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Systematic revision of the Miocene long-snouted dolphin Eurhinodelphis longirostris DU BUS, 1872 (Cetacea, Odontoceti, Eurhinodelphinidae)
Lambert, O. (2004). Systematic revision of the Miocene long-snouted dolphin Eurhinodelphis longirostris DU BUS, 1872 (Cetacea, Odontoceti, Eurhinodelphinidae). Bull. Kon. Belg. Inst. Natuurwet. Aardwet. = Bull. - Inst. r. sci. nat. Belg., Sci. Terre 74: 147-174
In: Bulletin van het Koninklijk Belgisch Instituut voor Natuurwetenschappen. Aardwetenschappen = Bulletin de l'Institut Royal des Sciences Naturelles de Belgique. Sciences de la Terre. KBIN: Brussel. ISSN 0374-6291, more
Peer reviewed article  

Available in Author 
    VLIZ: Open Repository 255058 [ OMA ]

Keywords
    Miocene; Eurhinodelphinidae; Eurhinodelphis; Odontoceti Flower, 1867 [WoRMS]; Schizodelphis; Belgium, Antwerpen (Province) [Marine Regions]; Marine
Author keywords
    Eurhinodelphinidae, taxonomy, Miocene, Belgium, Schizodelphis, Eurhinodelphis

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Abstract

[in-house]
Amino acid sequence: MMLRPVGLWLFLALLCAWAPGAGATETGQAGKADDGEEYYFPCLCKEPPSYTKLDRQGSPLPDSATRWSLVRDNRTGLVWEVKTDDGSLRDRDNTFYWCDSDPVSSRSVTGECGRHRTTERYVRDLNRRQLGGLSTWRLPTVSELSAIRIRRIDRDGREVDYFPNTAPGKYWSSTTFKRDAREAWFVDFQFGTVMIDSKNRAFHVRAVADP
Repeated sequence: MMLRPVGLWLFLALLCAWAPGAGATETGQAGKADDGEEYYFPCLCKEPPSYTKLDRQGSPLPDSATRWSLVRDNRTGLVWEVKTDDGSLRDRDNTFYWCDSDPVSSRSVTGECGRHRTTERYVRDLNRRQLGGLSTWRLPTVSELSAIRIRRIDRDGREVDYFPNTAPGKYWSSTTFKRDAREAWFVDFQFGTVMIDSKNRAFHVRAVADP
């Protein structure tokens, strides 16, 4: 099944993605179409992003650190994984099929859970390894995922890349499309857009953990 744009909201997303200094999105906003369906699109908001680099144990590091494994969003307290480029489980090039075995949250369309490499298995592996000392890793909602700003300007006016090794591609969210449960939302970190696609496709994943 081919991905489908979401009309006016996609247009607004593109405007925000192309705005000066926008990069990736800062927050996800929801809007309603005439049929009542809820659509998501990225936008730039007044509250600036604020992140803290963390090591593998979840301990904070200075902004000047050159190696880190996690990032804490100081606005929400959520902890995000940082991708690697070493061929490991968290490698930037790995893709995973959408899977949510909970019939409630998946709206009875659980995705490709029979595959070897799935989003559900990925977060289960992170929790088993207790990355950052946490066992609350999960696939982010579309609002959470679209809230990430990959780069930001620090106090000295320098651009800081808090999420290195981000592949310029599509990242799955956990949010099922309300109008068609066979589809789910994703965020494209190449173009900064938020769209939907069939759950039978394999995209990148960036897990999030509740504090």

On the basis of the redescription of Miocene Belgian specimens, the systematic status of the long-snouted dolphin genus Schizodelphis (Cetacea, Odontoceti, Eurhinodelphinidae) is revised. The only Belgian species previously recognized, S. longirostris, from the late early to middle Miocene of Antwerp (north of Belgium, southern margin of the North Sea basin), is divided here in two taxa. Some specimens are kept in that species, but re-establishing the combination Eurhinodelphis longirostris. The content of the genus Eurhinodelphis is then investigated from several Miocene localities, essentially the Calvert Formation (Virginia and Maryland, east coast of USA) and the Belluno Sandstones from north-eastern Italy. The only recognized species are E. cocheteuxi and E. longirostris, both of them only found in the Belgian Miocene. Other previously described species are placed in an unnamed new genus, in Mycteriacelus n. gen., and in Ziphiodelphis. The other Belgian specimens are maintained in Schizodelphis, with the prioritary species name morckhoviensis. The species S. morckhoviensis is also identified in the Calvert Formation, while a restricted S. barnesi is tentatively diagnosed from American specimens.

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